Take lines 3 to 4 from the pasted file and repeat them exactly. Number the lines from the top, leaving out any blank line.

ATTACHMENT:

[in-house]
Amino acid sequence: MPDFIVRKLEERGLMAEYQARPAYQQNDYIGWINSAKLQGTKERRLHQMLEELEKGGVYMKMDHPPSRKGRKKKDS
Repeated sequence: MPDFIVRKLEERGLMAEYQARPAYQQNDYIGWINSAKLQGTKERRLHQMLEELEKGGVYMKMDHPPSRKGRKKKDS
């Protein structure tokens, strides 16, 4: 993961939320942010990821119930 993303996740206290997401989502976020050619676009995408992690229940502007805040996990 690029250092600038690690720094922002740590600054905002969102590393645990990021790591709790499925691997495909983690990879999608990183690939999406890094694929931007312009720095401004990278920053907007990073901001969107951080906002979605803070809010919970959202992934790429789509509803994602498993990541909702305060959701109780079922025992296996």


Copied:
Repeated sequence: MPDFIVRKLEERGLMAEYQARPAYQQNDYIGWINSAKLQGTKERRLHQMLEELEKGGVYMKMDHPPSRKGRKKKDS
């Protein structure tokens, strides 16, 4: 993961939320942010990821119930 993303996740206290997401989502976020050619676009995408992690229940502007805040996990 690029250092600038690690720094922002740590600054905002969102590393645990990021790591709790499925691997495909983690990879999608990183690939999406890094694929931007312009720095401004990278920053907007990073901001969107951080906002979605803070809010919970959202992934790429789509509803994602498993990541909702305060959701109780079922025992296996």